(Reuters) – The U.S. Department of Energy has rejected the first batch of bids from oil companies to resupply a small amount of oil to the nation’s emergency crude oil stockpile in February, according to a DOE spokesperson.
The DOE last month had said it would purchase up to 3 million barrels for delivery to the Strategic Petroleum Reserve in February, the first buy since last year’s record 180-million-barrel release to tame U.S. pump prices.
“Following review of the initial submission, DOE will not be making any award selections for the February delivery window,” the spokesperson said in an emailed statement.
“DOE will only select bids that meet the required crude specifications and that are at a price that is a good deal for taxpayers,” the spokesperson said.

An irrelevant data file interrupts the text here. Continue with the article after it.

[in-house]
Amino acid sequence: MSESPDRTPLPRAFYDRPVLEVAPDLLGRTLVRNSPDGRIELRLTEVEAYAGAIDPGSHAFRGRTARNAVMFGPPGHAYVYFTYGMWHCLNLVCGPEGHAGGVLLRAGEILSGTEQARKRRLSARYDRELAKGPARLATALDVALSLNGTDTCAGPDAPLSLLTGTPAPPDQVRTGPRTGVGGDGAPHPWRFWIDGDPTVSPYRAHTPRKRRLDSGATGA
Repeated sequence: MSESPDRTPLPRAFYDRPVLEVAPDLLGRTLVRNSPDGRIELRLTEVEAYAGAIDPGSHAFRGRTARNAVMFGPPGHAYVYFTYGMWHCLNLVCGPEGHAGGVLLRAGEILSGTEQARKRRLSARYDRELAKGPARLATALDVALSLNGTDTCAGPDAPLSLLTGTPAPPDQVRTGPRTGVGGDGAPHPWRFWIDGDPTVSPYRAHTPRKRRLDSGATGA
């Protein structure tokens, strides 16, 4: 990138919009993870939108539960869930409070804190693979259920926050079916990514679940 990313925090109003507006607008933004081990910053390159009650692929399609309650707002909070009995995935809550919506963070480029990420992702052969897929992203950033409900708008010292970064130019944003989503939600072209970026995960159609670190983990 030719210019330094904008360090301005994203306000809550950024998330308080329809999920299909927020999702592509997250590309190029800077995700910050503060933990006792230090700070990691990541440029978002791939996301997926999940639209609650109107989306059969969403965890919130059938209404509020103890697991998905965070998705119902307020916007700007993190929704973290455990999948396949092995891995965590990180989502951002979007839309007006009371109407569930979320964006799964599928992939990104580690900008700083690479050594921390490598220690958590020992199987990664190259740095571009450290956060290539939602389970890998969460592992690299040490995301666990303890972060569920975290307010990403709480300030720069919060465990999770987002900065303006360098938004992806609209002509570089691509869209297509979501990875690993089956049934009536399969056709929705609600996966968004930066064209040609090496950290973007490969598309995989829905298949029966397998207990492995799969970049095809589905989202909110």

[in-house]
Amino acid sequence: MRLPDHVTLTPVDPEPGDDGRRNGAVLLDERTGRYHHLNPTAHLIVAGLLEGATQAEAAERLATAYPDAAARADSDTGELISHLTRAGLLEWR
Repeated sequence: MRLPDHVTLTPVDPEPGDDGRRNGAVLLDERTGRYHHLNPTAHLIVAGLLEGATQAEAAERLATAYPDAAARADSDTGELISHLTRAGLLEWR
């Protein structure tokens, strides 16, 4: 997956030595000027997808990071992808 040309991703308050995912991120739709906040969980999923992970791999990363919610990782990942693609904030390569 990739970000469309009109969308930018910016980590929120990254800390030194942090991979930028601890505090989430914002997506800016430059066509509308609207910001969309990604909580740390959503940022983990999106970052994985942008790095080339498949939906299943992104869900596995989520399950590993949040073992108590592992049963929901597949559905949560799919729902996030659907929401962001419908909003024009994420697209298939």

Details about the submissions were not available.
President Joe Biden had announced the 180 million barrel sale in late March to combat surging gasoline prices after the February invasion of Ukraine by Russia, the world’s largest exporter of fossil fuel.
That sale shrunk levels in the SPR to the lowest since 1984.
The administration has said it wants to repurchase the oil at around $70 a barrel.
(Writing by Richard Valdmanis; Editing by Daniel Wallis)
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